Aim: To determine the difference in survival after cystectomy between patients presenting with primary muscle infiltrating bladder cancer and patients with progression to muscle infiltration after treatment for initial non-muscle-invasive bladder cancer (NMIBC). Patients and Methods: We retrospectively analyzed the files of 188 patients who underwent cystectomy for transitional cell carcinoma between 1987 and 2005. Two groups were defined: patients presenting with muscle-invasive tumours and those progressing to muscle invasion after initial treatment. This second group was further divided into low-intermediate and high risk according to the EAU grouping for NMIBC. Results: The 5-year disease specific survival (95% confidence intervals) for all patients was 50%(42-59%); 49%(40-60%) in the primary muscle infiltrating group and 52%(37-74%) in the progressive group (p = ns). The 5-year disease specific survival in the progressive group according to EAU risk groups was 75%(58-97%) for the initially diagnosed low-intermediate risk tumours and 35%(17-71%) for the initially diagnosed high-risk tumours (p = 0.015). The percentage of patients with non-locally confined tumours (pT3/4-N0//any pT-N+) was 31%//45% and 24%//46% in the primary muscle infiltrating and progressive group, respectively. Conclusions: Despite close observation of patients treated for non-muscle-invasive bladder cancer, the survival of patients who progress to muscle invasion is not better than survival of patients presenting with primary muscle infiltrating cancer. Patients with high-risk non-invasive tumours (EAU risk-categories) who progress to muscle-invasive disease have a worse prognosis compared to patients with low or intermediate risk tumours.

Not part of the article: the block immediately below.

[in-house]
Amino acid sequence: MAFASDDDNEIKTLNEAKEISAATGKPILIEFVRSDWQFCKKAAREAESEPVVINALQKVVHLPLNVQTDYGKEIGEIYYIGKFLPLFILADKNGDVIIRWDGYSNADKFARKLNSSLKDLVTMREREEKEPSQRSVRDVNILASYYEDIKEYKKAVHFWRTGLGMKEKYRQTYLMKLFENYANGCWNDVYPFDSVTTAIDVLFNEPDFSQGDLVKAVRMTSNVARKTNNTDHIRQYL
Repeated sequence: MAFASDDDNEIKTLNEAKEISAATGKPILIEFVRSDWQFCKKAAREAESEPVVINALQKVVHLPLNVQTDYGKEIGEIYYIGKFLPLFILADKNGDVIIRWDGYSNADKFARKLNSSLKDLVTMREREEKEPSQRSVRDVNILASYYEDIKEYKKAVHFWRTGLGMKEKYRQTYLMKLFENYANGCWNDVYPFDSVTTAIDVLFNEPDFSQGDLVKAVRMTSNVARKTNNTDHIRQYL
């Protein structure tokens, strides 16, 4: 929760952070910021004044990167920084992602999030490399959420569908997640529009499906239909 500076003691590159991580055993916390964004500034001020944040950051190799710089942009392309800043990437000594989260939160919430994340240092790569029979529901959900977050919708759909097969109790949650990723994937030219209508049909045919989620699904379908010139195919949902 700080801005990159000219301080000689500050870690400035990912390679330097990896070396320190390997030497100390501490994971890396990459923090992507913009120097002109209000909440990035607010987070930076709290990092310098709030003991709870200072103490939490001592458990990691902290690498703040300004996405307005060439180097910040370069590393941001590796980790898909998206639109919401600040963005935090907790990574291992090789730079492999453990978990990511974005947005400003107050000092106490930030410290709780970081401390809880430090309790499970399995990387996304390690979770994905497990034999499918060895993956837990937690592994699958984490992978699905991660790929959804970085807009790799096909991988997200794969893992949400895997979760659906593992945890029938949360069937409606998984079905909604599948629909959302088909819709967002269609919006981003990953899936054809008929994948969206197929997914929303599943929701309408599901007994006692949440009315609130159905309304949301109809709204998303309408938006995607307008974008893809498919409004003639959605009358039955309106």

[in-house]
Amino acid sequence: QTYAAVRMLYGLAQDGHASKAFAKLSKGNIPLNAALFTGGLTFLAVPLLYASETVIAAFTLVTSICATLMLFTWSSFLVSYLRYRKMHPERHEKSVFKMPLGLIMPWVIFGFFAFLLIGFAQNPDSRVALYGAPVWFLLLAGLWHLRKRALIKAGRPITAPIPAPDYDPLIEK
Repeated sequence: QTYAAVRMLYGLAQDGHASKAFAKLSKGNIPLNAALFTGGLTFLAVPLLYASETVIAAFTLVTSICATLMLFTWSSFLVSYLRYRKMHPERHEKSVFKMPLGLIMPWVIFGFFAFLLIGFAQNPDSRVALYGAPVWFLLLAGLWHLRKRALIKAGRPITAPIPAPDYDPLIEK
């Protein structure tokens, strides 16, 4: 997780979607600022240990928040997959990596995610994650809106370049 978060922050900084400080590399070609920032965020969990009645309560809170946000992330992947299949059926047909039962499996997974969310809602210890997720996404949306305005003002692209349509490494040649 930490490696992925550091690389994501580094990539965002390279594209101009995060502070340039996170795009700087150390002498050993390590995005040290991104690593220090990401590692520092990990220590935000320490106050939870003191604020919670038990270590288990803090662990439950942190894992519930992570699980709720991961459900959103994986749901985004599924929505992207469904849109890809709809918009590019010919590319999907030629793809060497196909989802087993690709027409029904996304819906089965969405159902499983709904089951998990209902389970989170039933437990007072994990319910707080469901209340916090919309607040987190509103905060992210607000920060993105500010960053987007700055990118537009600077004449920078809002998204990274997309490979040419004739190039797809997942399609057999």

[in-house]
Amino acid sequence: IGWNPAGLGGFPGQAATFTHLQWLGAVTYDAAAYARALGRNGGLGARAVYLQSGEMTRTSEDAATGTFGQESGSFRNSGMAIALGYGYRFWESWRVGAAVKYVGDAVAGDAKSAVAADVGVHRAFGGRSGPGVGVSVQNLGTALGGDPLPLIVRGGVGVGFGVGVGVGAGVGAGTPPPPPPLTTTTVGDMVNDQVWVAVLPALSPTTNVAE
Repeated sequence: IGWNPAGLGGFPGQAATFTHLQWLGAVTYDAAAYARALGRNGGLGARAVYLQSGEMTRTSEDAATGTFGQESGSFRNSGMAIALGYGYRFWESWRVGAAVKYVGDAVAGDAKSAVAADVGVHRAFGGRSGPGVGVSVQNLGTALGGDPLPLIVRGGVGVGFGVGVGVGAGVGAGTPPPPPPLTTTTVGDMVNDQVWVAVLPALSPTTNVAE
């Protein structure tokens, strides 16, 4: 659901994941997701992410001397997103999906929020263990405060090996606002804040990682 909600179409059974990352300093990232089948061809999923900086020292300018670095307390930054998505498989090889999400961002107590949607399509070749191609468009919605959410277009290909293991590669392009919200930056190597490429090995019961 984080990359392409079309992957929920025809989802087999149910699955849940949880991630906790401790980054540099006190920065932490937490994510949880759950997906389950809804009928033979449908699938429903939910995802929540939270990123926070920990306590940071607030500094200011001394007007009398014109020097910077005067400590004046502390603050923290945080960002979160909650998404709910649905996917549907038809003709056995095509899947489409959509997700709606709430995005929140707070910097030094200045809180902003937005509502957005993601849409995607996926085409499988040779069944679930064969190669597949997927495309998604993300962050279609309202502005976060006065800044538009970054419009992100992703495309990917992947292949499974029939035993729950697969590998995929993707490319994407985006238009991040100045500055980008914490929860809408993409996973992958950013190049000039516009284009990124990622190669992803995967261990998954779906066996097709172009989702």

- Bladder neoplasms
- High-risk non-muscle-invasive bladder cancer
- Transitional cell carcinoma
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